“The Act does not mean that the husband is bound to follow his wife wherever she may go and force money or food or clothes upon her……………If she refused to avail herself of the shelter which was offered to her, she cannot complain and is certainly not entitled to a decree.”

14. Even here, I may mention that Section 2(ii) does not speak of the wife’s right of maintenance but only of the fact of her being provided with maintenance and this is the ratio of the ruling in AIR 1950 P&H 8. Tyabji, C. J., elaborately examined this branch of Muslim jurisprudence as well as the precedents u/s 2(ii) of the Act and wound up:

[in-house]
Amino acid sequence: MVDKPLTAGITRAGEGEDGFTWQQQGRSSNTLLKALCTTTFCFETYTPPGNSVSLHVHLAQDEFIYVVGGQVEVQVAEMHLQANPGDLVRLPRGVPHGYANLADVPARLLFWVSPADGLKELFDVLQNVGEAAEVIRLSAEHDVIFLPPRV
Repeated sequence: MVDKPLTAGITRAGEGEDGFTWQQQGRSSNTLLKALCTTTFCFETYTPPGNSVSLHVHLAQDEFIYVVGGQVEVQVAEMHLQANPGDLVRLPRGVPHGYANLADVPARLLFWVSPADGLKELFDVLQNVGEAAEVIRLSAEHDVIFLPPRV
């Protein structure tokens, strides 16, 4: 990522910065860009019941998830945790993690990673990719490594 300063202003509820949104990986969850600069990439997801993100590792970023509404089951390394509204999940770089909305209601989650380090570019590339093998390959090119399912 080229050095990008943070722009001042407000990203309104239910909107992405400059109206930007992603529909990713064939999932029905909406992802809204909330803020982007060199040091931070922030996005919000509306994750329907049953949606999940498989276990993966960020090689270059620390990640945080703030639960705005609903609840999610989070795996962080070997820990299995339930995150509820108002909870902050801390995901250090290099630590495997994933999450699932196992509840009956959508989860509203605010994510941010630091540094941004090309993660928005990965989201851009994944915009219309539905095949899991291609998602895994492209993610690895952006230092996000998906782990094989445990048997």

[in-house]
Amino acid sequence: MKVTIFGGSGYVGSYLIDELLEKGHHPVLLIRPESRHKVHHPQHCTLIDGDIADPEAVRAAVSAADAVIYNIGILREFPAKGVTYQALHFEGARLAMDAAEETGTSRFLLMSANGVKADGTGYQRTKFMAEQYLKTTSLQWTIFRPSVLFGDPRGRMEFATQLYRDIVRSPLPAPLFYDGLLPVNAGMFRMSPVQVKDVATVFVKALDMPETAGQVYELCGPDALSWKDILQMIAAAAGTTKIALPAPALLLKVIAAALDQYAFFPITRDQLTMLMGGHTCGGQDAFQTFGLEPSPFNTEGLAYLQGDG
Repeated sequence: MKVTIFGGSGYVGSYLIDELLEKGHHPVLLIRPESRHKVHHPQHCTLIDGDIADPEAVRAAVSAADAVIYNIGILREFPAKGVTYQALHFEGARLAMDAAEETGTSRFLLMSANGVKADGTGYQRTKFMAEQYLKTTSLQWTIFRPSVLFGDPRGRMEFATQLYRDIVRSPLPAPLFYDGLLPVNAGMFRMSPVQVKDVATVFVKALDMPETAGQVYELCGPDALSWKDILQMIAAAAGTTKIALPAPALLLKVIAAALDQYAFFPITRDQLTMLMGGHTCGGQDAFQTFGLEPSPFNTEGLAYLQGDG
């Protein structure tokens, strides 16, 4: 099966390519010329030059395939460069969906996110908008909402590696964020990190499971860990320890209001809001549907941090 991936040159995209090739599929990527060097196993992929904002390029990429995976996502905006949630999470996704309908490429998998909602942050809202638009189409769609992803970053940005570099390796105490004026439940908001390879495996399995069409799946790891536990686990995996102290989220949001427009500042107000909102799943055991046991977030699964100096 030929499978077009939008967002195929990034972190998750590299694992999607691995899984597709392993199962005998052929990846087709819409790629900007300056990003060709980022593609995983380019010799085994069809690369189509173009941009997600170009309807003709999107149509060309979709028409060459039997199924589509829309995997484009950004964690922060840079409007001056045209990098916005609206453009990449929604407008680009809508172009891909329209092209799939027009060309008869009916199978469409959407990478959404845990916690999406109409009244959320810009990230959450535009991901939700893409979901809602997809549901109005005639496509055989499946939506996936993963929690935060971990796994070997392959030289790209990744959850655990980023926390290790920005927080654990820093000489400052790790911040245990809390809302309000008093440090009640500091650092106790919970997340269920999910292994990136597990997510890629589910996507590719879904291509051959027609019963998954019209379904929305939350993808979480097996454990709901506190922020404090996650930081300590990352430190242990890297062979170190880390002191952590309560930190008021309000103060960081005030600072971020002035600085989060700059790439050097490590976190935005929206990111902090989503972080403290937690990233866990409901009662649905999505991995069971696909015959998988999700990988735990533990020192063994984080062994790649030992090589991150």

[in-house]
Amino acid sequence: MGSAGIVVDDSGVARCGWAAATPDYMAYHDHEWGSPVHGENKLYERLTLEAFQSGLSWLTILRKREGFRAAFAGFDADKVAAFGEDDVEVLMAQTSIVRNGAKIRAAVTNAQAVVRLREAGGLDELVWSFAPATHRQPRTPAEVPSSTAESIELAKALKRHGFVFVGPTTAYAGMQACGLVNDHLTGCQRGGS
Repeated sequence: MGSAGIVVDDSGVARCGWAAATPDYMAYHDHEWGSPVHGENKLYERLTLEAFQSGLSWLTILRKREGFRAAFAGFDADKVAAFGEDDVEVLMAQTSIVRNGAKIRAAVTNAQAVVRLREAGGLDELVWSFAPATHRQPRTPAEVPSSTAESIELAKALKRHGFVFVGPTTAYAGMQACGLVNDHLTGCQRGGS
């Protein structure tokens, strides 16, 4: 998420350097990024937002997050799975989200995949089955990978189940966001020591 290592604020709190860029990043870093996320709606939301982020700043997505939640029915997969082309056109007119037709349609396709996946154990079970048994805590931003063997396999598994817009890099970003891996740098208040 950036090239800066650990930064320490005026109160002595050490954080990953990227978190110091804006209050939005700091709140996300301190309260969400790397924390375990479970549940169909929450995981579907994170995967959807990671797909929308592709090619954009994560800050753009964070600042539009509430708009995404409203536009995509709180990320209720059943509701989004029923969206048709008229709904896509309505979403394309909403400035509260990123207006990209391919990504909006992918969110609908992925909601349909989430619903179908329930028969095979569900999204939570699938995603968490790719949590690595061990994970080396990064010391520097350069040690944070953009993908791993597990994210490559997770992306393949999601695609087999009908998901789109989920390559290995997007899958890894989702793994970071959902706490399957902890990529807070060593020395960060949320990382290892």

“Having very carefully considered the reasoning in all these cases this Lordship adverts to the rulings pro and con) I can see no reason for taking a different view of the question before us from that which I expressed in Hajra’s case (Suit No. 288 of 1942). The plain ordinary grammatical meaning of the words: ‘Has failed to provide maintenance’ in Clause (ii) appears to me to be very clear. It is true that these words occur in an enactment which deals with the dissolution of Muslim marriages, but the meaning of these words cannot therefore be different from what it would be, for instance, if these words were used with reference to a Hindu or a Christian or a Parsi husband …………… The question whether there was a failure to maintain was a pure question of fact, which did not in any manner depend upon the circumstances in which the failure had occurred …………… As I pointed out in Hajra’s case (Suit No. 288 of 1942), Muslim morals and ideas undoubtedly expect every husband to maintain his wife as long as the marriage subsists, even when the wife does not deserve to be maintained, and may not in law be able to enforce any claim for maintenance. It is therefore no less correct to speak of a man’s failure to maintain his wife even when she is not entitled to claim maintenance, than it is to speak of a man’s failure to pay his debts of honour on bets or his debts which have become time-barred…………In the cases in which it has been held that there could be no failure to maintain, unless the wife was entitled to enforce a claim for maintenance, the plain ordinary meaning of the words, it seems to me, was intentionally departed from, on the express ground that the ordinary meaning of the words was not the one which could really have been intended, that the really intended meaning had been sought to be expressed, rather unhappily, by the use of words which in fact had a different meaning; and the supposed intended meaning which necessarily involved importing into the enacted words something which was not there, was then preferred to the ordinary meaning; on the supposition that unless that was done an abrogation of the general Muhammadan law and a starting state of affairs would result………..”